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Remembering Clay Articles

REMEMBERING CLAY

Clay Sauerkraut History

Around 1900, the original company was owned and named for Jacob Weller, who dismantled the building located in North Carolina and set up his sauerkraut cannery on Route 31 in Clay at 8599 Weller Canning Street, still in existence. It was located behind the Clay Hotel. Another cannery owned by Ward Moulton of Phoenix joined him near by a...

REMEMBERING CLAY

Clay Settlers-Influence of Natives (Part II)

For the 100 years from the time the Palatines landed on Nutten’s Island until their descendants migrated to Clay, they faced many challenges. Johann Conrad Weiser remarried and had eight more children. His son Conrad, from his first wife, grew rebellious longing for knowledge. He added English to his German, then...

CLAY SETTLERS

Influence of Natives (Part I)

Probably the largest mass immigration to North American was the Palatine exodus from England. Many of these families settled in Clay - ancestors of present-day residents. The Native influence began before they even arrived. The tale begins with the Palatines being run out of their homes in the Rhineland Palatinate. Germany had endured...

REMEMBERING CLAY

J.W. Coughtry Cigar Company*

Jacob W. Coughtry was born on January 3, 1829 in Albany. His father, John W. also was born in Albany, one of five children, and his mother, Margaret, was born in Herkimer. Jacob was first married to Catherine Ostrander of Herkimer and they had a son, John, named after Jacob’s father. He married a second time to Henrietta Sommers,...

Jacob W. Coughtry

REMEMBERIING CLAY

African-American Settlers*

Joseph Lyons was an interesting person. Most records say he was born in 1783; the 1850 Census says in the West Indies (Caribbean); others say New York, England and France. One

explanat ion is that since Joseph was born on the Island of St. Lucia, wh ich was a French colony captured by the British in 1794 during the French...

REMEMBERING CLAY
Clay Parks Beginning

According to Clay Parks Commissioner, Wayne Morris, there are seven Parks considered Town Parks. However, there are approximately 30 areas considered as neighborhood parks or recreation areas even if only for taking a stroll or enjoying nature. And, of course, there is the Senior Center devoted to Clay’s Seniors. A list of all these areas is...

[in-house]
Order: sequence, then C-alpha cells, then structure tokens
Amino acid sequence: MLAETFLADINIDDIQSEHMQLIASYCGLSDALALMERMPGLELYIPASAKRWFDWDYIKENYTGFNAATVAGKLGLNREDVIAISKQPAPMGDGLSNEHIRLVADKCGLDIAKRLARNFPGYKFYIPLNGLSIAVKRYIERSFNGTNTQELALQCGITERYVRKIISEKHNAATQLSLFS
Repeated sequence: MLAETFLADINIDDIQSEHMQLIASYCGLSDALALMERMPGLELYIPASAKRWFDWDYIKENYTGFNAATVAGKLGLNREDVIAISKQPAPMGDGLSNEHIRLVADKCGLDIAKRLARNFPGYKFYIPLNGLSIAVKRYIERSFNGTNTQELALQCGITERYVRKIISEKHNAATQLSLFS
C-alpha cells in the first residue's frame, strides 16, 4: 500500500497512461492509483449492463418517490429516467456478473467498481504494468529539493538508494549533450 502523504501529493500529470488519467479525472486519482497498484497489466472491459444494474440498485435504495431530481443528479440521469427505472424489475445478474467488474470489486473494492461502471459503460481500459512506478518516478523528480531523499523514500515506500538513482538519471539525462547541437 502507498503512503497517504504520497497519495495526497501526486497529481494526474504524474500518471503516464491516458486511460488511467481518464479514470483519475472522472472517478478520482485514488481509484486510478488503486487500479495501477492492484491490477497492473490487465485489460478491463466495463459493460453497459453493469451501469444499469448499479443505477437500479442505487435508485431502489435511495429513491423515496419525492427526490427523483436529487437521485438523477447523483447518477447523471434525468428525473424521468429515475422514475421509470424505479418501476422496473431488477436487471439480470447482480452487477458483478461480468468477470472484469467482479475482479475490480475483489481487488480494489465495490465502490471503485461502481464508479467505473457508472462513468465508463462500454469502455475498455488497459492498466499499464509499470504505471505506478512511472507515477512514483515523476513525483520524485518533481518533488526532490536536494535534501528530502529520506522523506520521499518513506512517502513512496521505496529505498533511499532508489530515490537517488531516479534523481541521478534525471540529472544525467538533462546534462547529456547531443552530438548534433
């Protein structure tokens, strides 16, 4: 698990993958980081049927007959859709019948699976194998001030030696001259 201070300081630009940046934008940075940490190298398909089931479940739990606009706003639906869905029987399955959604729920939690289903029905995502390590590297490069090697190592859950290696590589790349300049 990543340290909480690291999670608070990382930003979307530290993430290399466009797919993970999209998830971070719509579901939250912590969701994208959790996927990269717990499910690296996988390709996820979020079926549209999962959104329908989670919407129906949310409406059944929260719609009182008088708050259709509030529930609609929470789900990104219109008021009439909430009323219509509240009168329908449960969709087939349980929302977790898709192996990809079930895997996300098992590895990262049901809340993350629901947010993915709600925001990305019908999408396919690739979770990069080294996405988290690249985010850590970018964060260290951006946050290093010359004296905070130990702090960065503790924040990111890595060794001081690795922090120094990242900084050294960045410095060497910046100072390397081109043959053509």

Tri-Town Park Plan

REMEMBERING CLAY

Henry Clay – The Town’s Namesake

Henry Clay, Sr. was born April 12, 1777 at the Clay homestead in Hanover County, Virginia in a story and a half frame home. It was an above-average home for ‘common’ Virginia planter with 22 slaves. His ancestors had been in Virginia since approximately 1612 when John Clay arrived from England. Being the seventh of nine children,...

Henry Clay

REMEMBERING CLAY

Remembering the Clay Log Cabin Digs*

It doesn’t seem possible it has been 20 years since we were digging up artifacts from the original site on Henry Clay Boulevard. “We” included members of the Clay Historical Association (CHA), teachers and students from ES-M, CNS and Liverpool School Districts, members of churches and Boy Scouts. There were 31 volunteers at...

REMEMBERING CLAY

Log Cabin Digs

Donald Thompson, History Teacher, organized and instructed the digs and acquired funding to excavate the surrounding land with a New York State archaeological grant. He obtained a grant for tools, supplies and display through Michael Bragman’s office. The first archaeological field school was July 13 – July 26, 1996 at the cabin site. Before the...

REMEMBERING CLAY

Solomon Kittle – Clay Civil War Veteran

Although not a famous hero, Solomon’s life and death show why many soldiers should be called heros who fought and died in that bloody Civil War. He was born in 1828 to James and Cornelia Kittle in Morgan Settlement, a small farm hamlet on the corner of Welzel and...

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